India’s ‘double mutant’ Covid strain found in US
A “double mutant” strain of the coronavirus first discovered in India has now been detected in the US. The first confirmed infection was reported on Monday. It was found in a patient tested by Stanford Health Care Clinical Virology Laboratory in California, according to news reports. The case was detected in the San Francisco Bay Area, as reported by The Hill.
The new strain of the coronavirus is called “double mutant” because it carries two mutations of the pathogen.
It has hit the US amid growing concerns about an impending surge fuelled by new variations and complacency following reports of high vaccination rates.
“This Indian variant contains two mutations in the same virus for the first time, previously seen on separate variants,” Peter Chin-Hong, an infectious diseases expert at University of California San Francisco, told San Francisco Chronicle.
A response was awaited from the Center of Disease Control and Prevention (CDC) to a request for confirmation of news reports about the new variant.
EMA has ‘not yet reached conclusion’ on AZ vaccine
The EU’s drug regulator said on Tuesday it is still deciding whether the AstraZeneca vaccine causes blood clots, after a top official said there was a clear link. The European Medicines Agency’s (EMA) safety committee “has not yet reached a conclusion and the review is currently ongoing”, the Amsterdam-based EMA said in a statement. “We will communicate and hold a press briefing as soon as the review is finalised.”
The statement came after the EMA’s head of vaccine strategy, Marco Cavaleri, was quoted in the media as saying there was a “clear” connection and the agency would announce it.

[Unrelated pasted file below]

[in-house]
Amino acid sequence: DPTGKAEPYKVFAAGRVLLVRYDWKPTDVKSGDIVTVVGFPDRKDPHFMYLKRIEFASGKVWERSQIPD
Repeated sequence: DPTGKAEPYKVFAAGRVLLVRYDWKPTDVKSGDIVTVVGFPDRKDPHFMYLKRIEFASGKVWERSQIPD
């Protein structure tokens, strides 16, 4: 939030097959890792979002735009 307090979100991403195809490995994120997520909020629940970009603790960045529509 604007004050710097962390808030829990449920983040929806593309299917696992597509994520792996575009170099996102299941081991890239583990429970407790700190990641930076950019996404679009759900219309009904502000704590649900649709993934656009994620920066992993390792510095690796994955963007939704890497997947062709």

US President Joe Biden was set to announce on Tuesday that all adults in America will be eligible for Covid-19 vaccines by April 19, two weeks earlier than his previous goal, a White House official said. He will also announce that 150 million doses of vaccine were administered within his first 75 days in office.
Brazil’s brutal surge in deaths will soon surpass the worst of a record January wave in the US, climbing well beyond an average 3,000 Covid-19 fatalities per day, scientists are saying, as contagious new variants overwhelm hospitals. Brazil’s overall death toll trails the US outbreak, with nearly 333,000 killed, compared with more than 555,000 dead in the United States.
New Zealanders and Australians rushed to book flights on Tuesday as the tourism industry welcomed the “lifeline” of a travel bubble between the largely Covid-free neighbours.
With inputs from agencies